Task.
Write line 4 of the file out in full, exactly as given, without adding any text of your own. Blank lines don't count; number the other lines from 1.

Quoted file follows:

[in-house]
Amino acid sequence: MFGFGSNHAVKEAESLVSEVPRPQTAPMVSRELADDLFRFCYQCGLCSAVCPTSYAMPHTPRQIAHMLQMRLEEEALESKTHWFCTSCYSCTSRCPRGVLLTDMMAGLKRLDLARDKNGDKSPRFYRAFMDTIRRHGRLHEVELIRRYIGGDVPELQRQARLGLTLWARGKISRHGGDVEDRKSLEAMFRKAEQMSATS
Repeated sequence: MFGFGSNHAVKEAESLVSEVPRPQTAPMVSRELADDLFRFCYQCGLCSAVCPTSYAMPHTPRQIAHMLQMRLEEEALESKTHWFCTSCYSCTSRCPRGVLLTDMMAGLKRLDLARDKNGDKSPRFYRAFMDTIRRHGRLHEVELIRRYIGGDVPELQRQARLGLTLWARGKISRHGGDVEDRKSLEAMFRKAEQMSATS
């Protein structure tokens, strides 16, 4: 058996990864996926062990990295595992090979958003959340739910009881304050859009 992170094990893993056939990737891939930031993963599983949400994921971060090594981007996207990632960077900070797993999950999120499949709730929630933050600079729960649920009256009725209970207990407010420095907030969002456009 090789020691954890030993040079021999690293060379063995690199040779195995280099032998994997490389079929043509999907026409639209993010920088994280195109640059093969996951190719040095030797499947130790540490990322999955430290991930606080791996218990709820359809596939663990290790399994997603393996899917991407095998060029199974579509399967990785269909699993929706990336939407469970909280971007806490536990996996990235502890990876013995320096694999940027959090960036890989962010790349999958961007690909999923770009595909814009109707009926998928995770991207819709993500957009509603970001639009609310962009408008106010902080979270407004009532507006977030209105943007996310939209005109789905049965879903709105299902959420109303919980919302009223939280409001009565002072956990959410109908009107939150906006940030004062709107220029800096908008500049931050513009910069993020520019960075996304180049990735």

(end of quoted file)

């Protein structure tokens, strides 16, 4: 058996990864996926062990990295595992090979958003959340739910009881304050859009 992170094990893993056939990737891939930031993963599983949400994921971060090594981007996207990632960077900070797993999950999120499949709730929630933050600079729960649920009256009725209970207990407010420095907030969002456009 090789020691954890030993040079021999690293060379063995690199040779195995280099032998994997490389079929043509999907026409639209993010920088994280195109640059093969996951190719040095030797499947130790540490990322999955430290991930606080791996218990709820359809596939663990290790399994997603393996899917991407095998060029199974579509399967990785269909699993929706990336939407469970909280971007806490536990996996990235502890990876013995320096694999940027959090960036890989962010790349999958961007690909999923770009595909814009109707009926998928995770991207819709993500957009509603970001639009609310962009408008106010902080979270407004009532507006977030209105943007996310939209005109789905049965879903709105299902959420109303919980919302009223939280409001009565002072956990959410109908009107939150906006940030004062709107220029800096908008500049931050513009910069993020520019960075996304180049990735």